03 Aug 2019 12:40pm
WALVIS BAY, 03 AUG (NAMPA) President Hage Geingob on Friday inaugurated the new Namibia Ports Authoritys new container terminal which was constructed at a cost of N.dollars 4.2 billion.
During his inaugural speech, the Head of State explained that the expansion of the new container terminal puts Namibia on a firm trajectory towards realising its dream of transforming into an international logistics hub.
He said Namibia is linked to neighbouring countries through the various transport corridors and must therefore strive to capitalise on this immense investment by harnessing the vast potential of the Southern African Development Community neighbours that have no immediate access to the ocean.
We have since coined a term of sea linked countries, to refer to what we previously referred to as landlocked countries. The new container terminal now gives us the additional capacity to serve both local and regional requirements, he boasted.
The container terminal will create a capacity of at least 750 000 Twenty-foot Equivalent Units (TEUs) per annum (p.a), an increase from the 355 000 TEUs p.a previously, whilst ample space for optimisation and expansion of the initial facility exists.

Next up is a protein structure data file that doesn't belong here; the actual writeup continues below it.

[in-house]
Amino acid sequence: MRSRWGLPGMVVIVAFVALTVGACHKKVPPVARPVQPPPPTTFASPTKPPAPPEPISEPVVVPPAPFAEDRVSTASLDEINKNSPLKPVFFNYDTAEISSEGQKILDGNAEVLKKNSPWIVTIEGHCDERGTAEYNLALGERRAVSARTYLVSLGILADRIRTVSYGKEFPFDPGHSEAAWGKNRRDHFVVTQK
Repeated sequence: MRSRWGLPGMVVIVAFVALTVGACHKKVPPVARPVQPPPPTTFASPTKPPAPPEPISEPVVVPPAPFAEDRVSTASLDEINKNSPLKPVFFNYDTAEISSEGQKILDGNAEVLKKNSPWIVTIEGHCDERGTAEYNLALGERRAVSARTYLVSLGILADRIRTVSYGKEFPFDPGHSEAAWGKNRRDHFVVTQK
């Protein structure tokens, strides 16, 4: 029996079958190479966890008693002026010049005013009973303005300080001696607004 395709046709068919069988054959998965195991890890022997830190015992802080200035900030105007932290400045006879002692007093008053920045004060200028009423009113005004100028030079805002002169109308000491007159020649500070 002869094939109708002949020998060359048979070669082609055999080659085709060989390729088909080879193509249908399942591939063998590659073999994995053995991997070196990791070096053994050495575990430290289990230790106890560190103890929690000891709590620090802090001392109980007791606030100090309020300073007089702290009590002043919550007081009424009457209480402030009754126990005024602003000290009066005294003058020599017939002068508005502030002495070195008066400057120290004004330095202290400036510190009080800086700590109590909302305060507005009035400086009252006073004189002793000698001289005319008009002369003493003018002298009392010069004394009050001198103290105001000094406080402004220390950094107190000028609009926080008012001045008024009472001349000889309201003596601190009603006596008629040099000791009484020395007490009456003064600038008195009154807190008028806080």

The President further highlighted and commended the cruise liner berth and marina breakwater, constructed as part of this project, which he noted strengthens Namibias capacity to attract tourists to its shores while benefiting from the growing tourism industry.
The Namibian Leader however urged that these achievements should not be used as an excuse to sit back but instead be used to vigorously pursue and fast track the development of the Walvis Bay Waterfront, in order to further elevate the towns attractiveness as a business and leisure destination.
The next step is for us to immediately broaden our focus by aligning our vision to the African Unions Agenda 2063 which strives to create the Africa We Want an Africa which will become an economic global powerhouse of the future, Geingob concluded.
The state-of-the-art container terminal was constructed on 40 hectors reclaimed land, a process which countries such as Australia, Brazil, Dubai and Netherlands have also used for port expansions.
The container terminal has also added an additional 600 metres (m) of quay wall length to the existing 1800m, which will enable major rehabilitation of existing quay walls to occur with minimal disruptions to operators.